That’s what we got up in Ferndale during the last year, water and a whole lot more. That is a lot of minerals, scale, bad taste, maybe some manganese, calcium…a lot like Olympia bear of old, but better tasting than that tin can beer of yesteryear for sure. I live in Ferndale, though not Ferndale proper so I get the city water but can’t vote for or against those who make the decision about what water is delivered to my tap.
I’ve wished that I had the time to write a proper blog post, but as of mid last week I hadn’t yet found the time. So when I read that Ralph Schwartz was in the midst of writing an article for the Herald I contacted him to make sure a couple of the point I wanted to make would be in the article. From talking with Mr. Schwartz I got the impressions that he had done an investigation into the causes of our current situation and that the City of Ferndale had realized that they needed a different engineering firm due to the failings of the firm that had set up the system. I read the article today and I was disappointed to read that I was apparently wrong on both impressions. The article Ferndale officials never saw water problems coming was so fluffy that it may have well been written by the City of Ferndale. And the way my part came off was that I was more worried about my coffee pot than the health and well being of my fellow citizens…ok well if you know me that isn’t that farfetched, but I do stand more worried about my fellow water drinking citizens than my sticky kitchen faucet.
The City of Ferndale did make a mess of the situation and I can see a lot of red flags that were overlooked or underplayed leading up to our mess. I won’t delve into conspiracy theories like the good water going to wash down coal dust at the new terminal or the mayor with a plumbing firm creating this mess to increase business. I don’t hold any person or firm up as a not wanting to do the right thing. I do think that all of the red flags need to be looked at to make sure we don’t make the same mistake again. What I want to do, since I don’t have time to do a proper post is to start this post as a listing of things that I find, or have found that pertain to our our current situation.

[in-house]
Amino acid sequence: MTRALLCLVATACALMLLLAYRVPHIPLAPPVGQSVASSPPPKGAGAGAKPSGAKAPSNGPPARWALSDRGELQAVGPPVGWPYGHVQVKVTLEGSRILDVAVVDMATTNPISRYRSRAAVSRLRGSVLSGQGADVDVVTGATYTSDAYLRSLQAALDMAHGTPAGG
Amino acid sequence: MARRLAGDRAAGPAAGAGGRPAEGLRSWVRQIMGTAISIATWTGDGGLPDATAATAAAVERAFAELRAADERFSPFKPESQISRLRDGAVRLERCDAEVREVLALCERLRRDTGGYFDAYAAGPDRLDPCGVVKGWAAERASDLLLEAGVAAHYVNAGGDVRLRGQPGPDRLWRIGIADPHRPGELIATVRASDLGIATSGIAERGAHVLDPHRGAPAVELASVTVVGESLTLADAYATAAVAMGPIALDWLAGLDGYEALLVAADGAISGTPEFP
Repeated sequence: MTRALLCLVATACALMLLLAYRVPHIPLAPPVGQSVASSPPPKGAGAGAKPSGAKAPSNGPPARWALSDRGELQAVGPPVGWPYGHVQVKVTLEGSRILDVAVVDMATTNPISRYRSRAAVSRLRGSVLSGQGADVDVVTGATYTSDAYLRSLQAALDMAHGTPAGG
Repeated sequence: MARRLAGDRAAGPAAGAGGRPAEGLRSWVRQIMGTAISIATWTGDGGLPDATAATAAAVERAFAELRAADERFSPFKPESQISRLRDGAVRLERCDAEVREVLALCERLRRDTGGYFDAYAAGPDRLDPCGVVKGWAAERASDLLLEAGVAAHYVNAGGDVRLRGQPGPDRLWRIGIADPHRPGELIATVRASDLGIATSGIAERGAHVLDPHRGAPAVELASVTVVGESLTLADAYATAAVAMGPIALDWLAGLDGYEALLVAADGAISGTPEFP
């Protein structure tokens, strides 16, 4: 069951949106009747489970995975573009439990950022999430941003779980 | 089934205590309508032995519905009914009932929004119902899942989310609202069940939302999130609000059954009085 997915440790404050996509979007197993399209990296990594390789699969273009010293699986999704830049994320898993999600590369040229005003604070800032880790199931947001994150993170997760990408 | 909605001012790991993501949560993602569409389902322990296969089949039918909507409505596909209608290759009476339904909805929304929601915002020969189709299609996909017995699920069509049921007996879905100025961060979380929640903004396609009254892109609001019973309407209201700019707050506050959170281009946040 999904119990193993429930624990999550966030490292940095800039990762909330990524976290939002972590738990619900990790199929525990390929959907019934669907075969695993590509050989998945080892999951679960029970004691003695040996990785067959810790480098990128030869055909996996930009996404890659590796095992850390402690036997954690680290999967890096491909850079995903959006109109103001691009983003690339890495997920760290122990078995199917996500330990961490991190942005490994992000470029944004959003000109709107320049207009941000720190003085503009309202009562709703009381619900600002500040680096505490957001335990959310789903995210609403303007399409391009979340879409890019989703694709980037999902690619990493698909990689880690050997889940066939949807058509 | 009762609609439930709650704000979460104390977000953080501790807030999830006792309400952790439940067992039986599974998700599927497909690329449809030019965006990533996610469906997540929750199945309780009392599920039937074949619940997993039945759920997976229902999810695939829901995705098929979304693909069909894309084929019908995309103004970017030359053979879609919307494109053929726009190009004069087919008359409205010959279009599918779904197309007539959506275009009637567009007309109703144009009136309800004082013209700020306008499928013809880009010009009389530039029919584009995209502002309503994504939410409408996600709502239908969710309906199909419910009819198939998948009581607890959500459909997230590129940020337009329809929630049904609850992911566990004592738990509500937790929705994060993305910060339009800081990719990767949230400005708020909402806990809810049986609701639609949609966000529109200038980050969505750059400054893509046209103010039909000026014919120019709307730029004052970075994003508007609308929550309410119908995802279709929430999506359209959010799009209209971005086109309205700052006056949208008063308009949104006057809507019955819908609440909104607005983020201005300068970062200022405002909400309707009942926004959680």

I’ve got about 15 different points that range from why the water problem should have been expected, to how hardness effects cooking, to additional consumer costs from hard water and even to the dance that is being played with our health. I will be updating the list with more and more points as I find the time to write the little bits.
Point 1 and I’ll start the bar pretty low. There is more in the water than just bad taste and if you made your own pizza dough you would know that. Even if you let your water stand to let any residual chlorine off gas, hard water will still toughen the dough and increase rising times.
Point 2 – Often when things don’t turn out as planned, people start pointing fingers. Sometimes they point to blame and sometimes they point to avoid blame. Such is the case with Ferndale’s new well water.
The consultants have been pressed to explain why the water has been so much harder after the switch. It could have to do with the unusually dry summer and greater-than-usual water use by farmers, they said at a Sept. 17 council meeting.
Bellingham Herald: Ferndale officials never saw water problems coming
I was at that City Council meeting. While the council and many others were murmuring their agreement with the RH2 representative pointing fingers at the dry summer I was Googling precipitation figures because even though we had had a few recent hot days, I had no recollection of an overall long dry summer. As it turned out, when I looked at the rainfall for the 6 month period leading up to the dry summer comment, I found that 2012 was one of the wettest periods in the last decade only to be bested by 2011.
So why point fingers at the dry summer? Because the dry summer, if it existed, was an easy target. It couldn’t defend itself and it could point back at anyone leaving the finger pointers safe from blame. However, if the dry summer had fingers, I’d guess they’d be pointing their middle ones at RH2 and the City of Ferndale.
The people of Ferndale need the problem solved and the first step to finding a solution involves accurately assessing the problem and it’s causes, not finger pointing.
Point 3 – The Herald article I referenced above is titled Ferndale officials never saw water problems coming and I wonder why not? In the article the City of Ferndale says they didn’t expect water this hard and their engineering firm RH2 says they weren’t looking for it. So, why not look at water hardness when making a major change from river water to well water? You don’t refinance a home and not have an expectation of what the new interest rate will be and you certainly expect your home loan specialist to look at the rate. Why not have the same type of expectations when you are restructuring your water supply?